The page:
The virtualization abilities of LXCFS are often centered around cgroups, i.e. cgroups are used to calculate container specific values that are shown in various files that provide access to system resources. So far, LXCFS has only supported virtualization based on the legacy cgroup hierarchy. With more systems slowly migrating to the unified cgroup hierarchy we have extended LXCFS to provide the same virtualization abilities based on the unified cgroup hierarchy whenever possible. The qualifying “whenever possible” clause needs to be highlighted. Currently, there are various smaller features that can’t be virtualized based on the current implementation of the unified cgroup hierarchy. That might change over time as the unified cgroup hierarchy grows new features in the upstream kernel but we can’t guarantee that it will provide full feature parity with the legacy cgroup hierarchy as there is no such guarantee or intention from the kernel developers. We hope however, to come to feature parity in what LXCFS provides.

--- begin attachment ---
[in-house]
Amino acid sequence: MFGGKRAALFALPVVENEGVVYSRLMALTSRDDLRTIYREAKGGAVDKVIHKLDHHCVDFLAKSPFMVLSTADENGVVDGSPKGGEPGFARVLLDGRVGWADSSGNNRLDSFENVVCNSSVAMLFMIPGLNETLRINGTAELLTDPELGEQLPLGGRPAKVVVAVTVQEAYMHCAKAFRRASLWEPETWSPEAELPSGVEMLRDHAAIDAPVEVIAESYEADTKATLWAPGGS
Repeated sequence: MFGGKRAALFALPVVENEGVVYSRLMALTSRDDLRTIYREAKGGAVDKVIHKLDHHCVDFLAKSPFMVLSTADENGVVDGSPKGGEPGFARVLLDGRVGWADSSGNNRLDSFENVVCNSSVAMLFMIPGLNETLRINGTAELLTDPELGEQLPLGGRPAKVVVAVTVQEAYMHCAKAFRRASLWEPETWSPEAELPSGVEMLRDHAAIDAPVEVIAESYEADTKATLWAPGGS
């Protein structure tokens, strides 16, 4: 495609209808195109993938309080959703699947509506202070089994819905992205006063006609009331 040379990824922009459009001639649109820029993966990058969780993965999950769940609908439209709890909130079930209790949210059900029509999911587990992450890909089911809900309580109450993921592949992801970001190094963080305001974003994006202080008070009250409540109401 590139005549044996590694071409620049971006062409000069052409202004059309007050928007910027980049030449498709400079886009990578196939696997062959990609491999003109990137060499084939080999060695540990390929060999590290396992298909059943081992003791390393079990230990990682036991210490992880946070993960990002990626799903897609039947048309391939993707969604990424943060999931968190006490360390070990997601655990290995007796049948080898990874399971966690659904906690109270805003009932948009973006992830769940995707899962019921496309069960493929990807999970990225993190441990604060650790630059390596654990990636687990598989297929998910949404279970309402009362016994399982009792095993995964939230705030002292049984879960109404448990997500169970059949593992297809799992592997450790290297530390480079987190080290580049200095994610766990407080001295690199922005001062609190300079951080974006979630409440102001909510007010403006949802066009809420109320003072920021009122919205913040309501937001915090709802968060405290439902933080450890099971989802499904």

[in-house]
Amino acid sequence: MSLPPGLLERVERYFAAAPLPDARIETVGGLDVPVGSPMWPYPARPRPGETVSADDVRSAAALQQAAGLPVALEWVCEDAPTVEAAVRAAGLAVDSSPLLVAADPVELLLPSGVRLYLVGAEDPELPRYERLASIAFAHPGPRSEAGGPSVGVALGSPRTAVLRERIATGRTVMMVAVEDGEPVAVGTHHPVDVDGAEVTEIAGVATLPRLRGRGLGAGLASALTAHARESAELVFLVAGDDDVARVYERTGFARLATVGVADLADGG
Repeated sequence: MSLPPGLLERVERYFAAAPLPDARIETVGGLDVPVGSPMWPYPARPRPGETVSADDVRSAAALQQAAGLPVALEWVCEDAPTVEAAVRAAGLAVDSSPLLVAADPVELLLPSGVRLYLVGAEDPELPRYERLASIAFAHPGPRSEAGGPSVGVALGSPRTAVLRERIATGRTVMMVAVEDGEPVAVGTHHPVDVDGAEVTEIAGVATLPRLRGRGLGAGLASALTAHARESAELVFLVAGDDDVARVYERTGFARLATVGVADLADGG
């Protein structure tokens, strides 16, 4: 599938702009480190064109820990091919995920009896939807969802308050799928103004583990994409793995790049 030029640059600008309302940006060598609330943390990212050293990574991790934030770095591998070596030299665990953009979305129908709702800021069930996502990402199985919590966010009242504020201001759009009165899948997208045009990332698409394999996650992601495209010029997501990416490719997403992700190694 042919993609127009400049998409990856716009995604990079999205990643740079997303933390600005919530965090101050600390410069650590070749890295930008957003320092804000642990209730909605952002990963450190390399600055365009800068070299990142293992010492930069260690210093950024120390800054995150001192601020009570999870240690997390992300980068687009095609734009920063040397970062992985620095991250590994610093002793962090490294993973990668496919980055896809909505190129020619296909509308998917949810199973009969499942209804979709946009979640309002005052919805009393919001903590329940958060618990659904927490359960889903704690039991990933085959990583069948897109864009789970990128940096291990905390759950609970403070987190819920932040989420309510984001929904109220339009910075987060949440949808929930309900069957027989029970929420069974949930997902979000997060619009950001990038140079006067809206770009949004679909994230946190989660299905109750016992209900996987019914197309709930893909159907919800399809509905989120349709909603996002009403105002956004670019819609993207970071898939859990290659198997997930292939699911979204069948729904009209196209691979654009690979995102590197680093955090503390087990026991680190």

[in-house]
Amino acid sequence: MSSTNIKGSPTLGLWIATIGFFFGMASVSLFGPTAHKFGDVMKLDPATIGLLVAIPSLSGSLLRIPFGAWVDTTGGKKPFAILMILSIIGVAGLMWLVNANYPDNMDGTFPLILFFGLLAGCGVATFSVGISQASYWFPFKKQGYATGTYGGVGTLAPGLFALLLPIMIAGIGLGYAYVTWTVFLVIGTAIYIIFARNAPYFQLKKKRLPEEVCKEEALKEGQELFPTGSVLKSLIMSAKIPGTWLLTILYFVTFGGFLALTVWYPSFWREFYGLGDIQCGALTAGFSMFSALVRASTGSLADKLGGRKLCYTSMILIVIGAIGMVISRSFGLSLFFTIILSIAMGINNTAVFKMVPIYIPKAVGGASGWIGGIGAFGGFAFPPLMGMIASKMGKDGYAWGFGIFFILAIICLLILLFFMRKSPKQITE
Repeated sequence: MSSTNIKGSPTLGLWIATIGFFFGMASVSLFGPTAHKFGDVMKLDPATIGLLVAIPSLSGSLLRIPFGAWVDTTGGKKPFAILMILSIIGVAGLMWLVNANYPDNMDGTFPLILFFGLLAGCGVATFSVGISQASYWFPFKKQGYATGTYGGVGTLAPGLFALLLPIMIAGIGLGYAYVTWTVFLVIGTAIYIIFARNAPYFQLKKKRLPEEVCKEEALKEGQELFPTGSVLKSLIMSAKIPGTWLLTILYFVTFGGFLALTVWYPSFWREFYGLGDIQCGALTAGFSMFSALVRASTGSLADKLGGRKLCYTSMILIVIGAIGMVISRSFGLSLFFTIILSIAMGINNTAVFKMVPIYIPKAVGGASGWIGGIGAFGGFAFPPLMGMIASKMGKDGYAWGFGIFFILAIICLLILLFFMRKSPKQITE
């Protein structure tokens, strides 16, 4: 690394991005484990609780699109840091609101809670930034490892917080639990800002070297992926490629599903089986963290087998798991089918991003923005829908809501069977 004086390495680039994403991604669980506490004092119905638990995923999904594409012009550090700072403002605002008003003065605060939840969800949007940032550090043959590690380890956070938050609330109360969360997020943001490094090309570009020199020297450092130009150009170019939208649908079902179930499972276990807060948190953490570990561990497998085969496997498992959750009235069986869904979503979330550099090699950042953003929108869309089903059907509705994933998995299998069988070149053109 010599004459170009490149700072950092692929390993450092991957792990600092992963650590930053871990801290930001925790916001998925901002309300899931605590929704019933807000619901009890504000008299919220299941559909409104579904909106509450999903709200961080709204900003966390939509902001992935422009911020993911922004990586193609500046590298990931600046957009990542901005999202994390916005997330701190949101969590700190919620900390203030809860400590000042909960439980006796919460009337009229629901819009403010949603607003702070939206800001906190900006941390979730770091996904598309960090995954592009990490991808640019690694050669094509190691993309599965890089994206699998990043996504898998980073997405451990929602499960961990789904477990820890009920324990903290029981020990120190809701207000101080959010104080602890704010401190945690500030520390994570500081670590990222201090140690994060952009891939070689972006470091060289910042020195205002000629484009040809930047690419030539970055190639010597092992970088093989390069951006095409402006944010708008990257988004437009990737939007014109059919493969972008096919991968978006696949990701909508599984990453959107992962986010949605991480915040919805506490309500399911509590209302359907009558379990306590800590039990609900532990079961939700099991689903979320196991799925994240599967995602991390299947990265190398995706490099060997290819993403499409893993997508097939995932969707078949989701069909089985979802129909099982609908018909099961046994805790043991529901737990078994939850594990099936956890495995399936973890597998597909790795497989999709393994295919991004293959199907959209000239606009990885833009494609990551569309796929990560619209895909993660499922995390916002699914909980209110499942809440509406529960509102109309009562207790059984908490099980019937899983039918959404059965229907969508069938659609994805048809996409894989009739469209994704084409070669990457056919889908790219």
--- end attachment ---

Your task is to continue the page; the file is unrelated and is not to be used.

When sending patches upstream we would appreciate if you could try to make sure that the legacy cgroup and unified cgroup hierarchy support the new feature alike and provide both implementations in one go whenever possible.

/proc/cpuinfo and cpu output in /proc/stat based on cpu shares